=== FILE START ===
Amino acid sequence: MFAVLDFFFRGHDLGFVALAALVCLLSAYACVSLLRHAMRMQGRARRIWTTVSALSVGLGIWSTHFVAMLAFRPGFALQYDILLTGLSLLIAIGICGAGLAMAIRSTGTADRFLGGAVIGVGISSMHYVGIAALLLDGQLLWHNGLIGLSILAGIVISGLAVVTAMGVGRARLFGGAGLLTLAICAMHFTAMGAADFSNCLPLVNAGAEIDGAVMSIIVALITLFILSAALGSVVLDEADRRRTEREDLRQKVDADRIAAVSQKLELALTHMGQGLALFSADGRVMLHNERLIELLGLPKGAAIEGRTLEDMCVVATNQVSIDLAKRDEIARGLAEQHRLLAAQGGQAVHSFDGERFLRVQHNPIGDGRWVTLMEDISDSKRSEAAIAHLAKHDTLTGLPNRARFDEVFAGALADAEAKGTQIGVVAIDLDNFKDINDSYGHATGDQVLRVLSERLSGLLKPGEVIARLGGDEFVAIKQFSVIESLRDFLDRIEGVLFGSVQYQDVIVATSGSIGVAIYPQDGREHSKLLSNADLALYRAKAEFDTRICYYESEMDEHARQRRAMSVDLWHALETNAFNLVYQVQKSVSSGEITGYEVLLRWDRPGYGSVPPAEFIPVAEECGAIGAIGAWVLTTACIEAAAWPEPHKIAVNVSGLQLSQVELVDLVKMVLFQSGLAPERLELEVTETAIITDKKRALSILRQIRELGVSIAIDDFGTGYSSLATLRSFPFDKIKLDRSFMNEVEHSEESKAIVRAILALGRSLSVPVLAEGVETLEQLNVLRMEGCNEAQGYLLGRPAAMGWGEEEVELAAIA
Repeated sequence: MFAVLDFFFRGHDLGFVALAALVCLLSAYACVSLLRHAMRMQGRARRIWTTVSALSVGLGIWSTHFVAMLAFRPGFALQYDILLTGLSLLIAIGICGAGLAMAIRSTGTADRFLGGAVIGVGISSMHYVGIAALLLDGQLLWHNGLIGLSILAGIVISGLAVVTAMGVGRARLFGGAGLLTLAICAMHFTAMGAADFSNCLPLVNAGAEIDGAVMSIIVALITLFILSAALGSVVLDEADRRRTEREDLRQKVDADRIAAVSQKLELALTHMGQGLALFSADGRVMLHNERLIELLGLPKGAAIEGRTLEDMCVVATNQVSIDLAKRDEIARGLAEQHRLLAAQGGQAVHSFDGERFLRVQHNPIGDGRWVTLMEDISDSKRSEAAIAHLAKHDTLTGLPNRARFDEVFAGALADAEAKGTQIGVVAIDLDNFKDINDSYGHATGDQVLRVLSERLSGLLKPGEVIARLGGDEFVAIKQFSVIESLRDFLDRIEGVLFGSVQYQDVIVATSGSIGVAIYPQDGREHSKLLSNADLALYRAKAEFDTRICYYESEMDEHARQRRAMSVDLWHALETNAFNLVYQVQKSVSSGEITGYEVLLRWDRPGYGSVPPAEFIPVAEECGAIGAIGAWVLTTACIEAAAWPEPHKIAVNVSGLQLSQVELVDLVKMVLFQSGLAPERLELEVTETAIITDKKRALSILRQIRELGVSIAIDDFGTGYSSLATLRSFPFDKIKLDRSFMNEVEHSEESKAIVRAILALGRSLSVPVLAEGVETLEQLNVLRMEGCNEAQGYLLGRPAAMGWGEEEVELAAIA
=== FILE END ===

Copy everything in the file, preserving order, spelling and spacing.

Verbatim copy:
Amino acid sequence: MFAVLDFFFRGHDLGFVALAALVCLLSAYACVSLLRHAMRMQGRARRIWTTVSALSVGLGIWSTHFVAMLAFRPGFALQYDILLTGLSLLIAIGICGAGLAMAIRSTGTADRFLGGAVIGVGISSMHYVGIAALLLDGQLLWHNGLIGLSILAGIVISGLAVVTAMGVGRARLFGGAGLLTLAICAMHFTAMGAADFSNCLPLVNAGAEIDGAVMSIIVALITLFILSAALGSVVLDEADRRRTEREDLRQKVDADRIAAVSQKLELALTHMGQGLALFSADGRVMLHNERLIELLGLPKGAAIEGRTLEDMCVVATNQVSIDLAKRDEIARGLAEQHRLLAAQGGQAVHSFDGERFLRVQHNPIGDGRWVTLMEDISDSKRSEAAIAHLAKHDTLTGLPNRARFDEVFAGALADAEAKGTQIGVVAIDLDNFKDINDSYGHATGDQVLRVLSERLSGLLKPGEVIARLGGDEFVAIKQFSVIESLRDFLDRIEGVLFGSVQYQDVIVATSGSIGVAIYPQDGREHSKLLSNADLALYRAKAEFDTRICYYESEMDEHARQRRAMSVDLWHALETNAFNLVYQVQKSVSSGEITGYEVLLRWDRPGYGSVPPAEFIPVAEECGAIGAIGAWVLTTACIEAAAWPEPHKIAVNVSGLQLSQVELVDLVKMVLFQSGLAPERLELEVTETAIITDKKRALSILRQIRELGVSIAIDDFGTGYSSLATLRSFPFDKIKLDRSFMNEVEHSEESKAIVRAILALGRSLSVPVLAEGVETLEQLNVLRMEGCNEAQGYLLGRPAAMGWGEEEVELAAIA
Repeated sequence: MFAVLDFFFRGHDLGFVALAALVCLLSAYACVSLLRHAMRMQGRARRIWTTVSALSVGLGIWSTHFVAMLAFRPGFALQYDILLTGLSLLIAIGICGAGLAMAIRSTGTADRFLGGAVIGVGISSMHYVGIAALLLDGQLLWHNGLIGLSILAGIVISGLAVVTAMGVGRARLFGGAGLLTLAICAMHFTAMGAADFSNCLPLVNAGAEIDGAVMSIIVALITLFILSAALGSVVLDEADRRRTEREDLRQKVDADRIAAVSQKLELALTHMGQGLALFSADGRVMLHNERLIELLGLPKGAAIEGRTLEDMCVVATNQVSIDLAKRDEIARGLAEQHRLLAAQGGQAVHSFDGERFLRVQHNPIGDGRWVTLMEDISDSKRSEAAIAHLAKHDTLTGLPNRARFDEVFAGALADAEAKGTQIGVVAIDLDNFKDINDSYGHATGDQVLRVLSERLSGLLKPGEVIARLGGDEFVAIKQFSVIESLRDFLDRIEGVLFGSVQYQDVIVATSGSIGVAIYPQDGREHSKLLSNADLALYRAKAEFDTRICYYESEMDEHARQRRAMSVDLWHALETNAFNLVYQVQKSVSSGEITGYEVLLRWDRPGYGSVPPAEFIPVAEECGAIGAIGAWVLTTACIEAAAWPEPHKIAVNVSGLQLSQVELVDLVKMVLFQSGLAPERLELEVTETAIITDKKRALSILRQIRELGVSIAIDDFGTGYSSLATLRSFPFDKIKLDRSFMNEVEHSEESKAIVRAILALGRSLSVPVLAEGVETLEQLNVLRMEGCNEAQGYLLGRPAAMGWGEEEVELAAIA